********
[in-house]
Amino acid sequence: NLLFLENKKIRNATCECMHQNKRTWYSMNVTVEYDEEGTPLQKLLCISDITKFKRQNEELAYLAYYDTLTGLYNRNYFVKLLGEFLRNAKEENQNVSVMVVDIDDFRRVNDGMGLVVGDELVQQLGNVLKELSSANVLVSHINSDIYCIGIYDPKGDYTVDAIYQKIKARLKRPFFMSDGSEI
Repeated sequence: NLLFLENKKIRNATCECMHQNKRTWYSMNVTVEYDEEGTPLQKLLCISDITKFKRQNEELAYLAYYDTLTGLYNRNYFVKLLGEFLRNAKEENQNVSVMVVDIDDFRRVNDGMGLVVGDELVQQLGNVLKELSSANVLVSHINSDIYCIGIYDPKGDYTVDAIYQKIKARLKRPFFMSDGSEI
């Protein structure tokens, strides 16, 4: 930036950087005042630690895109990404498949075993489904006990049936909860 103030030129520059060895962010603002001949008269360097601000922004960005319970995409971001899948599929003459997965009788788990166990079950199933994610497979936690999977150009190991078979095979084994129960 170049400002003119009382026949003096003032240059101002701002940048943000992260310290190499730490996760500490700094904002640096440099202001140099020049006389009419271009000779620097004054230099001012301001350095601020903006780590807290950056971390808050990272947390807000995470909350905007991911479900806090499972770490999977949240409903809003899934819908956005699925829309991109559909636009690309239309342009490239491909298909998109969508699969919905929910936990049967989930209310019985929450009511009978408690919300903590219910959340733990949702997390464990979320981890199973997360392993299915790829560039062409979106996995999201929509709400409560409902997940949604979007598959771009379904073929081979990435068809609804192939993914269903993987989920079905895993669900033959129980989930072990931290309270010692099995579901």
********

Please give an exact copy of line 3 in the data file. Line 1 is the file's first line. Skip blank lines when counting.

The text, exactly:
Repeated sequence: NLLFLENKKIRNATCECMHQNKRTWYSMNVTVEYDEEGTPLQKLLCISDITKFKRQNEELAYLAYYDTLTGLYNRNYFVKLLGEFLRNAKEENQNVSVMVVDIDDFRRVNDGMGLVVGDELVQQLGNVLKELSSANVLVSHINSDIYCIGIYDPKGDYTVDAIYQKIKARLKRPFFMSDGSEI